Brown spotting on A. victoria regina

paul_(z5 MI)February 17, 2014

Curious as to what causes this. Doesn't seem to happen over the summer ... just while wintering indoors. (Or perhaps I'm just more unobservant while it summers outside.)

It winters on an unobstructed SE windowsill. While it is cooler by the window, the plant is not at all in contact with the glass rather about 3-4 inches (7.5-10cm) from the window. Water is greatly restricted over the winter as it is for most of my cacti/succs and I do not allow the leaves to get wet during those infrequent winter waterings as I'm trying to avoid having bacterial or fungal issues.

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hoovb zone 9 sunset 23

Possible anthracnose or Phyllosticta infection? Maybe treat it with a fungicide before bringing it inside every autumn?

This is among the most xeric of Agaves. Mine happily go many months (6, 8) on zero water outdoors. I might try not watering it at all over the winter indoors.

    Bookmark   February 18, 2014 at 11:26AM
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wantonamara Z8 CenTex

This variety is particularly susceptible to athracnose. I think even the shape of a pot with edges holds on the moisture. I like to plantt mine on a slant so they drain very quickly. I like to get them out of pots as quick as possible. If you need to grow them in pots find a very absorbent one, I have award time with these guys in winter even in the best of conditions. They like to grow on rock cliffs with perfect drainage.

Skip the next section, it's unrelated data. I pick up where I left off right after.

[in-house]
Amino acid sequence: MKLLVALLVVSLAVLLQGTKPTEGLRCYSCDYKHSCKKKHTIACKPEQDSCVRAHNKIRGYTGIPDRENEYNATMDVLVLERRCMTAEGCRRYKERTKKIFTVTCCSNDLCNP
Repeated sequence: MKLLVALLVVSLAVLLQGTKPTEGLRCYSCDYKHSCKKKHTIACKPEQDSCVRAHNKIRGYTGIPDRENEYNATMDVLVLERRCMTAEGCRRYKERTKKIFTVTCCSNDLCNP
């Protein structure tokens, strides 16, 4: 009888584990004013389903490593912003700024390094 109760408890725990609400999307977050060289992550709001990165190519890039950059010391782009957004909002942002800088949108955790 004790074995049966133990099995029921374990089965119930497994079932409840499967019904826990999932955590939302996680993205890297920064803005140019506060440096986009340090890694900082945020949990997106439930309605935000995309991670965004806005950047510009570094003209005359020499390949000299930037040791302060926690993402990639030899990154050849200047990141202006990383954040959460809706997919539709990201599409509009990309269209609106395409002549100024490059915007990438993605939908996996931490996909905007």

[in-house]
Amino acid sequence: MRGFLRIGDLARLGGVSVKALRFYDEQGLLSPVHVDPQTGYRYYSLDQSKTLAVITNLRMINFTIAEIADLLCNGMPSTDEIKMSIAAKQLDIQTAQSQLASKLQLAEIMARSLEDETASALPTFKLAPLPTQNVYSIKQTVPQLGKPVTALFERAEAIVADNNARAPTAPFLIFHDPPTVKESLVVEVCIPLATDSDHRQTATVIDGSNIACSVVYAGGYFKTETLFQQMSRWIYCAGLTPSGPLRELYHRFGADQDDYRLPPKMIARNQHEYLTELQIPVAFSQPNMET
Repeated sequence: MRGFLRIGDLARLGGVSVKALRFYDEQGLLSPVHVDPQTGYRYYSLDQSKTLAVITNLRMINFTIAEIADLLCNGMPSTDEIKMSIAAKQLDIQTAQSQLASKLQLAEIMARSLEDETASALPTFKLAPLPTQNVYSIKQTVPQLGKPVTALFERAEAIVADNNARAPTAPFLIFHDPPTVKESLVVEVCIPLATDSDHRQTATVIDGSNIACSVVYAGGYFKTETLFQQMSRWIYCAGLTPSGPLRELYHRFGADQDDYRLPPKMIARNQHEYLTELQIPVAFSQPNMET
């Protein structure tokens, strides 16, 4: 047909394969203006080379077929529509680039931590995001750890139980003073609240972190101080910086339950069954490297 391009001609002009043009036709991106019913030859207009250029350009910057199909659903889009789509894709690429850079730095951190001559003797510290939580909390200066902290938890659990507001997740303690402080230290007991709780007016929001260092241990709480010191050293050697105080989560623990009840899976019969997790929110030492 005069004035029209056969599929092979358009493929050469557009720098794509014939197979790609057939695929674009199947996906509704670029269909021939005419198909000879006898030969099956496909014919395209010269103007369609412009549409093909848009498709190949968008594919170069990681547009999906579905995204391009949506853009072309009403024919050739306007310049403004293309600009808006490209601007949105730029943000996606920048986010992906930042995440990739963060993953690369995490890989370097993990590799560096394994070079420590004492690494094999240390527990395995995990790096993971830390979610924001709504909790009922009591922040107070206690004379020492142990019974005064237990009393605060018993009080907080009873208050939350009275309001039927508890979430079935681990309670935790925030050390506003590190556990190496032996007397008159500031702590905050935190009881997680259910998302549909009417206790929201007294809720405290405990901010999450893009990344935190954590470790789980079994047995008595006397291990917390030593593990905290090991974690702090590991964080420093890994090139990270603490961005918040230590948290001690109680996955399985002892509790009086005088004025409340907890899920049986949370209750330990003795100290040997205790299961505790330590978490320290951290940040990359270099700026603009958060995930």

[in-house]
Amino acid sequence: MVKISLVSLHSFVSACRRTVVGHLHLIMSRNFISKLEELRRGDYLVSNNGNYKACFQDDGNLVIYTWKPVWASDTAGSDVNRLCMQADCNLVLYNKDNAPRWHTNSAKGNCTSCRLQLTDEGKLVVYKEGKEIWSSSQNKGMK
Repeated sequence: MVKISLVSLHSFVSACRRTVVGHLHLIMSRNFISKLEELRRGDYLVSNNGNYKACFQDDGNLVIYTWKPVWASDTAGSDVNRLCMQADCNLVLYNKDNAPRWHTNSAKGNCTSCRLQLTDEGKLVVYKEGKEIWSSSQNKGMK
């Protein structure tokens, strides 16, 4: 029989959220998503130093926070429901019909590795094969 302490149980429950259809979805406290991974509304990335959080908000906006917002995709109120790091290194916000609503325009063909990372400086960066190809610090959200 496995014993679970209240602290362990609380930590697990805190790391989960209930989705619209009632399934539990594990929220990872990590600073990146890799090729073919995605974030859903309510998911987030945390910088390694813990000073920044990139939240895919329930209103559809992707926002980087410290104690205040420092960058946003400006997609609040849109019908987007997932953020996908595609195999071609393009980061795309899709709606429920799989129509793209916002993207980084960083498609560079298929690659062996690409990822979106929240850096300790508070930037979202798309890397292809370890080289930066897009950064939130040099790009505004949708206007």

Bookmark   February 18, 2014 at 11:34AM
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paul_(z5 MI)

Ah! I did not know that! Guess I'll see what happens in the future with complete withholding of winter water. I had noticed last year that without watering I start to see some leaf crinkling so started giving it sips.

As you may guess, Mara, getting it "out of pots as quick as possible" will never happen in my clime unless I want an 'agave-cicle'. The media is quite well draining. Little chunks of bark -- like the few you can see on the surface (and in about that same ratio throughout) are the only organic matter in the media. In fact, what you see on the surface is not top dressing for looks but rather the actual media used.

Despite its diminutive size (plant is only about 4" across) there are quite a few pups at its base (and have been for a couple years now). Having heard that this is a very slow growing plant, I had not expected the pupping at such a small size. Unfortunately, the pups having made their appearance have since pretty much just hit the "pause" button growth-wise.

    Bookmark   February 18, 2014 at 12:16PM
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